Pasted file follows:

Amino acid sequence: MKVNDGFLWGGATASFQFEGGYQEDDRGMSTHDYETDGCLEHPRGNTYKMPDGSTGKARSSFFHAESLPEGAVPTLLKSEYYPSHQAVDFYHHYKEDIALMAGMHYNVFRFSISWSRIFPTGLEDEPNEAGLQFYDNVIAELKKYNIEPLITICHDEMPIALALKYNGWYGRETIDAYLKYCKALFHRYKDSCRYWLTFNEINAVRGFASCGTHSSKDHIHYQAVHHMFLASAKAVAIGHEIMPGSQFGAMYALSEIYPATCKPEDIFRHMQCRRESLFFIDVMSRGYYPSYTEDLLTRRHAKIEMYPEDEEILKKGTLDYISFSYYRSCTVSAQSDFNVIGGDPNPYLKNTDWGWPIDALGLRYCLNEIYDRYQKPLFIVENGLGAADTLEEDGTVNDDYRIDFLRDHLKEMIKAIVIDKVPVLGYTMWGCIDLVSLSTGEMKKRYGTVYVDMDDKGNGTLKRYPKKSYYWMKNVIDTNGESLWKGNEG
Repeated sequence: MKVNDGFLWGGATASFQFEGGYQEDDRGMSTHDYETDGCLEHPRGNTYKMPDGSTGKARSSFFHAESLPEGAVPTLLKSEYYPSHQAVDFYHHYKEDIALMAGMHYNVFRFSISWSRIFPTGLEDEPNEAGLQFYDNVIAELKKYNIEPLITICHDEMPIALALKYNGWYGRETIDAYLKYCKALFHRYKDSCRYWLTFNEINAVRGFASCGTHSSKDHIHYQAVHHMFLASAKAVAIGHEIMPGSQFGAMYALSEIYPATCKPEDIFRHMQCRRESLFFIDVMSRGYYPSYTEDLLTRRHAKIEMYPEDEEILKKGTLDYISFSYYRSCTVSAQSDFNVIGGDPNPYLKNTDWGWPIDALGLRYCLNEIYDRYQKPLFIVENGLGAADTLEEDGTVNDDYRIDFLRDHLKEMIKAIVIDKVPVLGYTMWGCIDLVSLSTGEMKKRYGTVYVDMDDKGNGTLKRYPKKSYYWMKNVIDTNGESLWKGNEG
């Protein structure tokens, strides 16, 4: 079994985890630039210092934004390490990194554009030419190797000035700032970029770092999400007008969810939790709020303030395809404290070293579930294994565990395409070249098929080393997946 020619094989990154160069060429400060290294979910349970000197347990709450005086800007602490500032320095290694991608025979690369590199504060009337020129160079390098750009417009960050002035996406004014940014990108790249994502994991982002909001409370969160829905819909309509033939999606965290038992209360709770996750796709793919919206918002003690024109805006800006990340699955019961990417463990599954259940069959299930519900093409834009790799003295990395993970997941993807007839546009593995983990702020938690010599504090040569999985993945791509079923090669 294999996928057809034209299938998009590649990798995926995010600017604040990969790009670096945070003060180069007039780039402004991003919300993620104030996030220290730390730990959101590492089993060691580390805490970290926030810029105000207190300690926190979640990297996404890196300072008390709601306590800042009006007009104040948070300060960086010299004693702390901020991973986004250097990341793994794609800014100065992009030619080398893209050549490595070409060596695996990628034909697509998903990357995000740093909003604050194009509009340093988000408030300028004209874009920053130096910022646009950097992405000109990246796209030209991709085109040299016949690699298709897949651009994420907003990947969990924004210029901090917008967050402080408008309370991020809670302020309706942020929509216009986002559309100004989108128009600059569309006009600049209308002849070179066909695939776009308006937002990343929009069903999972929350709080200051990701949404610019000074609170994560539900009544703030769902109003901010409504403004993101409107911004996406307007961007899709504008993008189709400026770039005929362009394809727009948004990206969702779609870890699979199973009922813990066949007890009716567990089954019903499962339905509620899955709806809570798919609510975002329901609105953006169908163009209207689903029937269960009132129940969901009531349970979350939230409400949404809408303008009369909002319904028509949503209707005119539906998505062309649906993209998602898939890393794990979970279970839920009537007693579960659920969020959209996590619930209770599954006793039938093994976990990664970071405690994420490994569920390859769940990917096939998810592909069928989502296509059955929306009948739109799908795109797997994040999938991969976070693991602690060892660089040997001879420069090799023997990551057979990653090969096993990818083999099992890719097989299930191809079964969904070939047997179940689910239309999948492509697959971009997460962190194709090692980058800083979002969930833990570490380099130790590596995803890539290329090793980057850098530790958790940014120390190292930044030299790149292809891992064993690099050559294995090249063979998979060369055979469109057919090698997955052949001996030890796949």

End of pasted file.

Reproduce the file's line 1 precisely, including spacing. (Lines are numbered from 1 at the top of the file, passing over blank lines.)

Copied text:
Amino acid sequence: MKVNDGFLWGGATASFQFEGGYQEDDRGMSTHDYETDGCLEHPRGNTYKMPDGSTGKARSSFFHAESLPEGAVPTLLKSEYYPSHQAVDFYHHYKEDIALMAGMHYNVFRFSISWSRIFPTGLEDEPNEAGLQFYDNVIAELKKYNIEPLITICHDEMPIALALKYNGWYGRETIDAYLKYCKALFHRYKDSCRYWLTFNEINAVRGFASCGTHSSKDHIHYQAVHHMFLASAKAVAIGHEIMPGSQFGAMYALSEIYPATCKPEDIFRHMQCRRESLFFIDVMSRGYYPSYTEDLLTRRHAKIEMYPEDEEILKKGTLDYISFSYYRSCTVSAQSDFNVIGGDPNPYLKNTDWGWPIDALGLRYCLNEIYDRYQKPLFIVENGLGAADTLEEDGTVNDDYRIDFLRDHLKEMIKAIVIDKVPVLGYTMWGCIDLVSLSTGEMKKRYGTVYVDMDDKGNGTLKRYPKKSYYWMKNVIDTNGESLWKGNEG